A Gulmi man who spent 30 months in a Pakistani jail for straying into Pakistani maritime waters returned home today with the help of Nepali embassy in Pakistan and a local non-governmental organisation.
Min Bahadur Sartunge Magar, 26, of Badagaun VDC, Gulmi district, was released from Landi jail in Karachi yesterday and flew to Kathmandu via Bangkok. Saiban Welfare International Organisation of Karachi, which helps poor prisoners, paid for his air ticket. He was received by the Nepali Migrants Association at TIA.
Magar had been working in India since he was 18. He was arrested, along with 12 Indian fishermen, when their fishing boat sailing near Gujarat strayed into Pakistani waters.
Talking to THT over phone from Pakistan, Nepal’s Ambassador to Pakistan Bharat Raj Paudyal said the embassy started to enquire about Magar after a report in a local daily mentioned a Nepali prisoner languishing in a Karachi jail.
The newspaper information was sketchy, so the embassy sought the help of a local welfare organisation to find details of the prisoner. “Since Magar had given two nicknames — Pampha and Khim — to the Pakistani authorities, it took long to get him out of jail,” Paudyal added. He said Saiban International Welfare Organisation General Secretary Haidar Ali met Magar and informed the embassy. Deputy Chief of Mission Tirtha Aryal met Magar in jail on January 23. “We could have sent Magar to Nepal 10 days ago but could not do so due to lack of funds,” he added.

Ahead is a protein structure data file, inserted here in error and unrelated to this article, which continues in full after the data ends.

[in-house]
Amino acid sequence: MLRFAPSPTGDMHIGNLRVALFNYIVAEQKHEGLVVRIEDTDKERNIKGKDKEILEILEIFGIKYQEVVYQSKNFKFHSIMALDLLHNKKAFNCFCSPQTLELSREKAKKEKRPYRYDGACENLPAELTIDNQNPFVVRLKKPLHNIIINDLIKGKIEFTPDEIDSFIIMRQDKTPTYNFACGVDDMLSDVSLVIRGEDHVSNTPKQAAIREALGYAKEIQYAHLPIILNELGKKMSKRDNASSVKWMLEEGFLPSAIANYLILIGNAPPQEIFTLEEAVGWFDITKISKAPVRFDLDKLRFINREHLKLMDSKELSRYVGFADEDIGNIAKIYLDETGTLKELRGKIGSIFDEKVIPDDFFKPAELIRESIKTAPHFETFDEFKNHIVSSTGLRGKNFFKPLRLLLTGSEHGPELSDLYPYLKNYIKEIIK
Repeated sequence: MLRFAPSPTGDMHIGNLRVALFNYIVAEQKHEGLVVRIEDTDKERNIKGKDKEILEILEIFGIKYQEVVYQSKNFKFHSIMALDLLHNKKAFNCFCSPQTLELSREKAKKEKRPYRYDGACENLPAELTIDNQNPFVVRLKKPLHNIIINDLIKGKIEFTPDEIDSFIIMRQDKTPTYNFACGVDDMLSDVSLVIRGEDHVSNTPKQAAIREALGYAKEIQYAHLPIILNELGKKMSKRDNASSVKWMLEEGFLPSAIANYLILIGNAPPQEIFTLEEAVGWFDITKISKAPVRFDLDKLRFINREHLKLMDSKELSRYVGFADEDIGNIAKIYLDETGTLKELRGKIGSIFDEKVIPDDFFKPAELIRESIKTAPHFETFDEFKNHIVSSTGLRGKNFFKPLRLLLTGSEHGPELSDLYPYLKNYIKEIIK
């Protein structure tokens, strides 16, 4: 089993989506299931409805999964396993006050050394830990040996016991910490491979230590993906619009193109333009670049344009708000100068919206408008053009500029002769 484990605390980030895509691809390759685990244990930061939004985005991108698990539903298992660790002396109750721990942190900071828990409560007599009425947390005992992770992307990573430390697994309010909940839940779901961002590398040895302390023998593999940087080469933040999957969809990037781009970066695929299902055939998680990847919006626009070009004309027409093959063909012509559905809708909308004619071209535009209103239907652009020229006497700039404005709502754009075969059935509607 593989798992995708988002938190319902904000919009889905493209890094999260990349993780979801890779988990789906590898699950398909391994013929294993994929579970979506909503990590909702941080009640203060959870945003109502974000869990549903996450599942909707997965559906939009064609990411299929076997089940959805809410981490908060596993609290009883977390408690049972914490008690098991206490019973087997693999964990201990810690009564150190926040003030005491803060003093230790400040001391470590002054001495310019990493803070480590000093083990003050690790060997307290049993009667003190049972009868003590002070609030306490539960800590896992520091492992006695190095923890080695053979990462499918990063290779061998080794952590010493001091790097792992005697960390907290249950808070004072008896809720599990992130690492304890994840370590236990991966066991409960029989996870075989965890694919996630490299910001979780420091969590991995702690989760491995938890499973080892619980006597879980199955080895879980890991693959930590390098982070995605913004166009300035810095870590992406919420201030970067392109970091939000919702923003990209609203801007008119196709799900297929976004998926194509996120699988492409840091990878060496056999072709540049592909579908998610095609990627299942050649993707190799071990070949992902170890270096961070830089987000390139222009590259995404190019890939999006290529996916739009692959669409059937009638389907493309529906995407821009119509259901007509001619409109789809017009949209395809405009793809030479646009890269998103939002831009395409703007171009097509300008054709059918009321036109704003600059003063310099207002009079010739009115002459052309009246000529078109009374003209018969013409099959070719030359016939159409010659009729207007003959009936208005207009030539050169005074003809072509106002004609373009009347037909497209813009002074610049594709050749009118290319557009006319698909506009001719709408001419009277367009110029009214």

The embassy called Magar’s family in Nepal to verify his nationality. Nepali embassy convinced the Pakistani authorities to release Magar, saying he is uneducated and landed in trouble because of his ignorance. “Fishermen’s arrest is a sensitive issue between India and Pakistan and is resolved by prisoners’ swap after long diplomatic efforts. But since Magar is a Nepali national, he would not have a chance to be swapped for another prisoner,” he added. Paudyal said Indian fishermen, who were arrested with Magar, were still languishing in the jail.
“When Ali met me in jail, I requested him to tell our embassy to get me out and he did so,” Magar told THT.
Magar, who lost his mother when he was five years old, had been working in India since he was 18. He said he joined fishermen in Gujarat after he was assured that he would get more salary if he joined them. Magar, who was earning only INR 3,500 a month, readily joined the team after he was offered a monthly salary of INR 10,000.
Magar used to go for fishing with his Indian coworkers usually at night. He said he had never heard of fishermen being arrested for straying into other country’s maritime waters. “I would not have joined Indian fishermen had I known the consequences,” he said. Magar said he identified himself as an Indian because he was told by Indian coworkers that if he told Pak authorities that he was an Indian, he would be released soon. Magar said after the ordeal he had decided to “work in my own country”.